If you feel motivated to meet someone new and have time at your disposal, this could also be a great time to get to the heart of what — and who — you’re looking for. “This is an opportune time to create real connections with people because you can’t jump into sexualizing a relationship,” says Winter. “Really getting to know each other now will make your relationships stronger once restrictions are lifted.”
This rings true for Bumble user Jasmyn Ellis, who says she’s felt a “seismic shift” in online dating since the coronavirus started to spread. "I've noticed that I'm making deeper connections with people online and I've come across more people that I'm attracted to. I don't know if it's because the pressure is off to meet with someone in person, but I've noticed myself becoming more vulnerable with the people I'm meeting on Bumble since the quarantine began."
Taking charge of your dating life can also help you to stay positive in these uncertain times. “Focus on the things you can control and try not to make negative predictions about your future — romantic or otherwise,” says New York City-based psychiatrist, Mildred Borras Ph.D. “Be confident in your efforts and remember that you still have choices.”
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Dating apps are reporting a rise in activity — and meaningful connections.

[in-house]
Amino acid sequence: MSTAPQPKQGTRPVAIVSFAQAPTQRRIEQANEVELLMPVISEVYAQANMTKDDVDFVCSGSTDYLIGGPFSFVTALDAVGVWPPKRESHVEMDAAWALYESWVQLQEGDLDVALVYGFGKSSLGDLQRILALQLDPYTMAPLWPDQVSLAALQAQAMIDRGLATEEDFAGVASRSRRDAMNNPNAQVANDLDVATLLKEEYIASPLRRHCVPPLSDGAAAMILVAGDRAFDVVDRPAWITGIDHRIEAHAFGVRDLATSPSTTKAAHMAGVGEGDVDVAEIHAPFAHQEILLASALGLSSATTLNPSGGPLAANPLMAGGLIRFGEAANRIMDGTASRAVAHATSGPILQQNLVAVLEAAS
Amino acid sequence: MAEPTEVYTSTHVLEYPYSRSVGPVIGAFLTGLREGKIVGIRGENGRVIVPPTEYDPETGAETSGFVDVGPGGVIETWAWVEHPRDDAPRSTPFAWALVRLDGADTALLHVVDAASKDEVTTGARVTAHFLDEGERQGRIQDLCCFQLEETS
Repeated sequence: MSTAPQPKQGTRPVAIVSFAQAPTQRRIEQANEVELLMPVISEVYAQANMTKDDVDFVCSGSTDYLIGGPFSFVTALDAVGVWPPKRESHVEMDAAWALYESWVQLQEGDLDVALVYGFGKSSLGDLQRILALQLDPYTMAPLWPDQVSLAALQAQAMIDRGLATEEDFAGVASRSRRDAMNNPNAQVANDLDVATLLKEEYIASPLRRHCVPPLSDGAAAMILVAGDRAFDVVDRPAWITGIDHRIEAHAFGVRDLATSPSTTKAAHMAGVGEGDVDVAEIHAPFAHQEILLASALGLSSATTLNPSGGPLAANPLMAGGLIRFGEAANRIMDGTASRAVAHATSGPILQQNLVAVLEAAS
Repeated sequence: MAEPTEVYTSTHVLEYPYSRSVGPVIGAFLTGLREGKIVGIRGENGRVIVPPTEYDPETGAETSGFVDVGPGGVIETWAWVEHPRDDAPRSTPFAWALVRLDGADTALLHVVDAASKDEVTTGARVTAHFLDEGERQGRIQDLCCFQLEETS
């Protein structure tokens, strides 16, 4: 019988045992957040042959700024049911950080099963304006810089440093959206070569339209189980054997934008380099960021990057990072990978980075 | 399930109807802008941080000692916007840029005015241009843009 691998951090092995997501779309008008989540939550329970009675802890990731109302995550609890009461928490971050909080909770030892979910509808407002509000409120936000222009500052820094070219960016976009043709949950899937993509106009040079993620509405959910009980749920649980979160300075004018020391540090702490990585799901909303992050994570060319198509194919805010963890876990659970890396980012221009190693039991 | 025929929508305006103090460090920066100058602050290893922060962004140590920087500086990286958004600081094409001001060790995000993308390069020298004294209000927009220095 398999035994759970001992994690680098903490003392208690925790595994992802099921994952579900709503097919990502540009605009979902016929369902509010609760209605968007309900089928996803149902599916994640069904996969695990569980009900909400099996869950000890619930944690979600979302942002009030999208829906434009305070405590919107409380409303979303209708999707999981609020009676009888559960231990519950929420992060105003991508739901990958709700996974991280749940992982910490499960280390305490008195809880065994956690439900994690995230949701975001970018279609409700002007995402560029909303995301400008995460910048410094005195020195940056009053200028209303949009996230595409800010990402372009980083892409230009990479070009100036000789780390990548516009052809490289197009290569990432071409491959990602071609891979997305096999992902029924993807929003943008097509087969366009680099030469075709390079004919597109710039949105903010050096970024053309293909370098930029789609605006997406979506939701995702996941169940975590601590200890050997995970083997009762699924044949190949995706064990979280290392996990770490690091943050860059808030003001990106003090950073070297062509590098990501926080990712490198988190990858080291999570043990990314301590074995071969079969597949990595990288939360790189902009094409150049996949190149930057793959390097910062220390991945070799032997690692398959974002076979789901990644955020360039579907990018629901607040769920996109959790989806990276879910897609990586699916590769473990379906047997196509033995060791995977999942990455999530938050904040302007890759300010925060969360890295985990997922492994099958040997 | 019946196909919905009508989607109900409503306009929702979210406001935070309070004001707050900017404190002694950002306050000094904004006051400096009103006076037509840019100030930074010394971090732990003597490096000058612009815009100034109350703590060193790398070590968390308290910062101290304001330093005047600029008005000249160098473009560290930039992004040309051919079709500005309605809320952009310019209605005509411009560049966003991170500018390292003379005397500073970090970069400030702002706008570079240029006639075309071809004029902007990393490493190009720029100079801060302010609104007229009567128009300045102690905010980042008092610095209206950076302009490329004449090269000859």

If social distancing has revealed anything about us as humans, it’s our universal need to connect — and the evidence is unfolding on dating apps in real-time. Priti Joshi, vice president of strategy at Bumble, reports that the platform saw an 84% increase in in-app voice calls and video chats between the week of March 9th and March 23rd — the two-week period in which social distancing rules went into effect. For Joshi, this surge in communication confirms that users are seeking new means to engage with one another.
“I think this change in our lives has really put a spotlight on the tools that help you feel connected to others digitally,” Joshi remarks. “Bumble is seeing more than one in four chats turn into something more meaningful" — such as an in-app call or video chat — Joshi says, "and we’re expecting these trends to evolve as more people are looking for ways to combat isolation and loneliness.” The average length of Bumble voice calls and video chats is now 26 minutes, indicating that users are taking this time in isolation to get to know each other, perhaps on a deeper level than they may have prior to COVID-19.
Other dating apps are reporting a rise in activity as well. As of April 4th, OkCupid reports a global increase of 10% in matches, with a 30% increase in messages sent since March 11th. The app notes that women are also engaging more, striking up 40% more introductions than before. A recent study by Hinge also shows that 70% of users are interested in going on digital dates, so if you’re up for a virtual meeting with one of your matches, the odds are in your favor.
But coronavirus is changing how singles chat on the apps.
You’ve matched! So… now what? Chatting on the apps is a delicate art. It usually starts with a compliment or a cheesy pick-up line, and if the conversation makes it past this hurdle, there’s a bit of banter that either leads to a date or to radio-silence. At least, that’s how it was before the coronavirus changed the rules. Now chats are starting more frequently and lasting longer, so what are people talking about?